Recorded: 08 Mar 2006
Well, the biggest accomplishments that we have done have been in finding some new repair systems, probably my biggest single one with students in my group and I cherish it most because it was working with undergraduates that we first started this. We discovered in e. coli a repair system for oxidative damage. Then cloned the human gene and did knockout mice studies to show that that’s involved in preventing cancer, and then were able to help because of having cloned those genes indirectly at least another group that just very recently showed that there are a number of human families that when they lack this gene have a greatly increased susceptibility to colon cancer. That’s probably our best and most piercing finding.
The very initial discovery, the mute y-gene as its called, was published in the proceedings of the National Academy of Science in 1988. And then there were a series of papers showing the mechanism of that. One of which is a short review in the Journal of Bacteriology that covers that work. Then we published the knockout mice study just more recently in Cancer Research, just a couple years ago. The way that we came to this initially was that we wanted to find new repair genes and wanted to find them by looking for things that increased the mutation rate, but we wanted to find things that hadn’t been found before, so we developed new ways of looking.
As Sydney Brenner once said, he seeks to make a better telescope so that you can see better things. And speaking allegorically, of course. What we found was that when we increased the resolution of detection by the two methods we used, then we found new things. One of the things we found turned out to be a gene that when we mapped both in bacteria and humans, turned out to be instrumental in preventing colon cancer that occurs spontaneously.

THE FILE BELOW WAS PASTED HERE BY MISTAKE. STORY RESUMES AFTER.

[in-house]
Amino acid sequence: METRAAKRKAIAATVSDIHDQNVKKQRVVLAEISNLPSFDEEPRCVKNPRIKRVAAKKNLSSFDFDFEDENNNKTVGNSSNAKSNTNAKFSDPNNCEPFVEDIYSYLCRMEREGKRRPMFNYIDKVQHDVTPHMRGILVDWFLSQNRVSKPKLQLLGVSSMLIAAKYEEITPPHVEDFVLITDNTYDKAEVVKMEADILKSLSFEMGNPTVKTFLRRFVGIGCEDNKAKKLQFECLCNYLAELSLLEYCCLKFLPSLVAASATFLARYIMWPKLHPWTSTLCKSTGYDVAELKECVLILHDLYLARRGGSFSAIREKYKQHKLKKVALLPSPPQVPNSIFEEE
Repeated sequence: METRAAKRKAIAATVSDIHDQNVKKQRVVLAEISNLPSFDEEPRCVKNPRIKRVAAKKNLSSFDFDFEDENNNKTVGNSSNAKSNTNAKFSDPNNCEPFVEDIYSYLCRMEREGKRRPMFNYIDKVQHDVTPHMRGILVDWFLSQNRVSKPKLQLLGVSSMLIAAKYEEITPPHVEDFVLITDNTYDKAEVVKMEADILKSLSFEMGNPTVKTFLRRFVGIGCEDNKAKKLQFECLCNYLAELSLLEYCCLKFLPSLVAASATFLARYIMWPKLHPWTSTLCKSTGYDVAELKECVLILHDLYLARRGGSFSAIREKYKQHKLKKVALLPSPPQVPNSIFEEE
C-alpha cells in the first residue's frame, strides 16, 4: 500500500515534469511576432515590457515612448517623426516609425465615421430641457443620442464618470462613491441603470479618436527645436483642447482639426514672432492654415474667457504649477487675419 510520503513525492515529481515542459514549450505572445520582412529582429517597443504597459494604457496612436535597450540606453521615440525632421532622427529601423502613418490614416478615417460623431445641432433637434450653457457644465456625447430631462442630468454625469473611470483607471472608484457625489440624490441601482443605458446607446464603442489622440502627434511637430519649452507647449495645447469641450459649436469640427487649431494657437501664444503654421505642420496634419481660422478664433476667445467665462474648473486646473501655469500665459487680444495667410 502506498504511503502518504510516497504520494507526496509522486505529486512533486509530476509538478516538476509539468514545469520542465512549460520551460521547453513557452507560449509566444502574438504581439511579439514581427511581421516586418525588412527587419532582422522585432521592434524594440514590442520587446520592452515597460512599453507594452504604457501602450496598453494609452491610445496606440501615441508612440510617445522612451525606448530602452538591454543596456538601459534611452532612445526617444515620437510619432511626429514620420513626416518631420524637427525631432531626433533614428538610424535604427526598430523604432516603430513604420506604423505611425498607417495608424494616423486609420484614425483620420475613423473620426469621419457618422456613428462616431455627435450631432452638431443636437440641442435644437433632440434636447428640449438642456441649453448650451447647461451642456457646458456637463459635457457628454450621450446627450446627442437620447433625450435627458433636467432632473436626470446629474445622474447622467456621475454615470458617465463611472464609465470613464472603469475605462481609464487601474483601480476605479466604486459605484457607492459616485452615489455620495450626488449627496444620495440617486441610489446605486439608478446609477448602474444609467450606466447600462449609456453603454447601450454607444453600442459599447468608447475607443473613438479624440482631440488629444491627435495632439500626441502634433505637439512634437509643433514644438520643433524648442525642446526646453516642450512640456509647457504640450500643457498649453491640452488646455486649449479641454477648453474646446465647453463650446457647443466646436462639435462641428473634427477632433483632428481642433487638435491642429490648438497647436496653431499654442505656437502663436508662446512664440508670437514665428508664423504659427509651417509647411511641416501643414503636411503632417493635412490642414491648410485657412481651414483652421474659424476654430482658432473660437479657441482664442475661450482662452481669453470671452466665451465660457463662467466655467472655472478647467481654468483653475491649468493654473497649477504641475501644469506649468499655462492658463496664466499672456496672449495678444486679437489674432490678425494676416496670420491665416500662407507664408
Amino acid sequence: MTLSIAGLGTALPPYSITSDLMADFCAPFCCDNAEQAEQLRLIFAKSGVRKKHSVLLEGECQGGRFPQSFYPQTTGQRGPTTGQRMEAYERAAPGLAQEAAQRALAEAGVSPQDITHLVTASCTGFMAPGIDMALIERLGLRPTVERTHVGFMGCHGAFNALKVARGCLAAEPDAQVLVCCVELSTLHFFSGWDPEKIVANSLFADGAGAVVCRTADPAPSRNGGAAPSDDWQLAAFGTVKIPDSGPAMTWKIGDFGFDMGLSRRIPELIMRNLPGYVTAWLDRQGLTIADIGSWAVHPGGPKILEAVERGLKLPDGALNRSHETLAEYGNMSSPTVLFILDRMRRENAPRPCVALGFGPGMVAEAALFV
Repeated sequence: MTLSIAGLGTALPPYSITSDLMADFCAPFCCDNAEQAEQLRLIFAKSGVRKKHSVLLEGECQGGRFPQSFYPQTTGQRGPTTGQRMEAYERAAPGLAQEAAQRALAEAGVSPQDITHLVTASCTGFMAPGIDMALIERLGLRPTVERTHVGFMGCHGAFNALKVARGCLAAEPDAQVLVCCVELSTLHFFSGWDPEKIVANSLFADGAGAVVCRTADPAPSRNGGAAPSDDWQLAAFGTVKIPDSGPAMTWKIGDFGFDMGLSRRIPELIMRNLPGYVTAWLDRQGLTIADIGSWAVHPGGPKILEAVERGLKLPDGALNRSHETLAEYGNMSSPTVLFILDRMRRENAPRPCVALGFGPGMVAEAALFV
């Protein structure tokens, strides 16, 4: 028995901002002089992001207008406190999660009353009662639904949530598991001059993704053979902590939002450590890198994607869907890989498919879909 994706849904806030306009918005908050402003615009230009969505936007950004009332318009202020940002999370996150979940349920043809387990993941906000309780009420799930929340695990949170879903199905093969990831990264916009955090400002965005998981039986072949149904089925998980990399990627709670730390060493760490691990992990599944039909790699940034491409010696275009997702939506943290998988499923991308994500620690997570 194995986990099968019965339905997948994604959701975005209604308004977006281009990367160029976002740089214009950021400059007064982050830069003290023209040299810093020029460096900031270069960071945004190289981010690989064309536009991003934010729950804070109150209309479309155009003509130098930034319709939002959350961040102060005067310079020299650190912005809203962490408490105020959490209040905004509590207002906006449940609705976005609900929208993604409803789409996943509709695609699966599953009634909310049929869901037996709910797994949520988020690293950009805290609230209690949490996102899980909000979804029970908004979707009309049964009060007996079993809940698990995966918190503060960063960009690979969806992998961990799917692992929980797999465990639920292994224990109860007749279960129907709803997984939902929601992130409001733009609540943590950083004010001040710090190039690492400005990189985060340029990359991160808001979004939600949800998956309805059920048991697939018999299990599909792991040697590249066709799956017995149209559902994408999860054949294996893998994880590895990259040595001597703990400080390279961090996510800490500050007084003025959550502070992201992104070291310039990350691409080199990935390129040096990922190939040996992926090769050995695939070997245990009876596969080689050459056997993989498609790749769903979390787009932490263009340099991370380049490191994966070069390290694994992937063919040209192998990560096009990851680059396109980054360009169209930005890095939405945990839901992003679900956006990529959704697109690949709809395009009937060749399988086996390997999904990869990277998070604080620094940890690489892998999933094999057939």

And it’s particularly pleasing also because we did the initial work with undergraduates who were at UCLA, and this was their first exposure to research. And it was very pleasing. In fact the first name on the first paper is an undergraduate’s name. The gene mutY was named after her, because her first name begins with Y.
At the time the early mutators, mutators are cells that have higher mutation rates than normal very often but not always because they lack a repair gene. So the first mutator in bacteria ever found was by Tom Treffords so it was called MutT and this tradition extended to many others. Her name was Ylon, beginning with a Y, it’s a Japanese name. She was one of several people working on, but we decided to put her name first on it. That’s how it became mutY, which many people know, because now it’s a widely studied gene. That’s really one of the most important discoveries, and it also underscores the fact that you can work with bacteria yet still find things that will be very relevant to human health.
Jeffrey H. Miller, Ph.D., is the Distinguished Professor of the Department of Microbiology, Immunology, and Molecular Genetics at the University of California, Los Angeles. After receiving his undergraduate degree in biology from the University of Rochester, he did graduate work in biochemistry and molecular biology at Harvard in the department that included Jim Watson and Walter Gilbert, doing his thesis work under Jonathan Beckwith at Harvard Medical School. His postdoctoral work was pursued under Benno Müller-Hill at the Institute for Genetics of the University of Cologne in Germany, followed by 11 years on the faculty at the University of Geneva's Department of Molecular Biology, which was then headed by Alfred Tissières. In 1983 he joined the faculty at UCLA, where his scientific focus has been large-scale DNA sequencing and genomic analysis, the enzymology of DNA repair, protein structure, and the role of DNA repair enzymes in human cancer. He received the 2007 Career Award for Research from the Environmental Mutagen Society.
Miller has been a frequent participant at Cold Spring Harbor Symposia, a course lecturer at Cold Spring Harbor Laboratory, and a co-organizer of two meetings at the Cold Spring Harbor Laboratory's Banbury Center. He has been a consultant and principal in various biotechnology companies since the 1980s. In 1994 he co-founded Diversa Corporation, which has merged to become Verenium, a publicly owned biofuel company. He is the author of several books and laboratory manuals published by Cold Spring Harbor Laboratory Press, including "Experiments in Molecular Genetics" (1972), "A Short Course in Bacterial Genetics" (1992), and "Discovering Molecular Genetics" (1996).